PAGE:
Reeve, Victoria (2013) Female body image perceptions: the case of elite athletes, habitual exercisers, and inactive individuals. Masters thesis, University of Gloucestershire.
Reeve Victoria - Msc by Research - Body image perceptions - The case of female athletes exercisers and inactive individuals.pdf
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To date, research has been equivocal when comparing the body image perceptions of elite athletes, habitual exercisers, and inactive young females. Understanding body image perceptions of athletes, exercisers and inactive females is significant due to the positive effects having body image satisfaction and dissatisfaction has on an individual’s well-being. Thus, the following study aims to: i) to examine critically the body image perceptions of female elite athletes, habitual exercisers, and inactive individuals; ii) to explore comparatively the body image perceptions of female elite athletes, habitual exercisers, and inactive individuals: and iii) to consider the role of elite sport and habitual exercise within the development of body image perceptions in females. The research aims of this study were addressed through Interpretative Phenomenological Analysis (IPA) via semi-structured interviews. The sample recruited for this study consisted of: I) four elite female athletes; II) four habitual female; and III) four inactive females. The findings showed that the elite athletes had greater body image satisfaction in comparison to the habitual exercisers and inactive females. It was determined that the sport in which the athlete participated in had an affect on their body image perception. All three groups identified a slim and toned ideal. The athletes identified that their bodies were more muscular than the ideal, however, accepted their bodies as being beneficial to achieving optimal performance. The exercisers and inactive females identified the cultural ideal body image communicated by the Western culture meant a feeling of pressure and expectation to conform to unrealistic ideals. This study extended the research on body image perceptions of female elite athletes, habitual exercisers, and inactive individuals. From these findings, it seems that participation in sport should to be promoted to inactive individuals. Alongside numerous physiological and psychological health benefits that undertaking sport achieves, these results suggest that participation is likely to lead to more positive body image perceptions, and ultimately body image satisfaction.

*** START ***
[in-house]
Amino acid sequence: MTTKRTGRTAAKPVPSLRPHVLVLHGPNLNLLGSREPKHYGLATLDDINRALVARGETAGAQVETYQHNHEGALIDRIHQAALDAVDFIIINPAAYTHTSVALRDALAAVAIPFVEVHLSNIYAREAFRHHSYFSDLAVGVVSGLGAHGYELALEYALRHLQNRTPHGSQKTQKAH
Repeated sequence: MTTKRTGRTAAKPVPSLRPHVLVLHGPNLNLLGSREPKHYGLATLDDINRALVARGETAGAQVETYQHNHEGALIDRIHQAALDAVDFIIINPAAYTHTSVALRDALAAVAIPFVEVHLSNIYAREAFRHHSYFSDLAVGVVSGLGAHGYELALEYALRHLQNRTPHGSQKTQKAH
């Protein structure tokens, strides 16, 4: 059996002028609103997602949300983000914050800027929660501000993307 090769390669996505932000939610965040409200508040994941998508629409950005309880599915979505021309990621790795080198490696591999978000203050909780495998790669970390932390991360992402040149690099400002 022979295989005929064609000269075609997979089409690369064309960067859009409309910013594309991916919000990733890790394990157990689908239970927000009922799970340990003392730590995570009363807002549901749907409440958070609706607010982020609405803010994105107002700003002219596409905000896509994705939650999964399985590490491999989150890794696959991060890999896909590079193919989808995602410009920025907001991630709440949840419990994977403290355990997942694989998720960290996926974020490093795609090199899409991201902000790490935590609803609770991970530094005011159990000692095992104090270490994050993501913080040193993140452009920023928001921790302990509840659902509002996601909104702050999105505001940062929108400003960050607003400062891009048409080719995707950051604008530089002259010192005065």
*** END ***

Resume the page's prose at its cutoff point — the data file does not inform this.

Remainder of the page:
|Item Type:||Thesis (Masters)|
|Additional Information:||Master of Science by Research|
|Uncontrolled Keywords:||Body image satisfaction, elite female athletes, habitual female exercisers, inactive females, socio-cultural influences on body image satisfaction|
|Subjects:||G Geography. Anthropology. Recreation > GV Recreation Leisure
R Medicine > RC Internal medicine > RC1200 Sports Medicine
|Divisions:||Schools and Research Institutes > School of Sport & Exercise|
|Depositing User:||Susan Turner|
|Date Deposited:||03 Mar 2015 10:25|
|Last Modified:||14 Feb 2017 11:24|